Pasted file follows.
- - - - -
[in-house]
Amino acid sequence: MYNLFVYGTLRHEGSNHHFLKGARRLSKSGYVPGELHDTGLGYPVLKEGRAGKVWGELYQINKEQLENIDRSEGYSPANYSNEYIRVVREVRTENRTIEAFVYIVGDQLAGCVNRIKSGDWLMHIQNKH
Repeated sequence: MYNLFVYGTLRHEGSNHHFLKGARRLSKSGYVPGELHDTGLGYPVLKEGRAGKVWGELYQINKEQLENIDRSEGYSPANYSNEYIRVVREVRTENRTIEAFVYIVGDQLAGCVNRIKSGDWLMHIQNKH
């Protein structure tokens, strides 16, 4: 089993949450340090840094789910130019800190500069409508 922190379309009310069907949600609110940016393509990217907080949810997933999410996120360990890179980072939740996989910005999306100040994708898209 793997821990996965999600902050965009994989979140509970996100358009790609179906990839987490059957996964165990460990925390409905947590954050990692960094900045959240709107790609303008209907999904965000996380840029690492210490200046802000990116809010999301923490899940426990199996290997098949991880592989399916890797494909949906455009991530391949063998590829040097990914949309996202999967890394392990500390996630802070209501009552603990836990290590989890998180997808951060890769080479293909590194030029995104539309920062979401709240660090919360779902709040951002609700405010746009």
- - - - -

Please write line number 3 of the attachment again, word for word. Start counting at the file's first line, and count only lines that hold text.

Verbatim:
Repeated sequence: MYNLFVYGTLRHEGSNHHFLKGARRLSKSGYVPGELHDTGLGYPVLKEGRAGKVWGELYQINKEQLENIDRSEGYSPANYSNEYIRVVREVRTENRTIEAFVYIVGDQLAGCVNRIKSGDWLMHIQNKH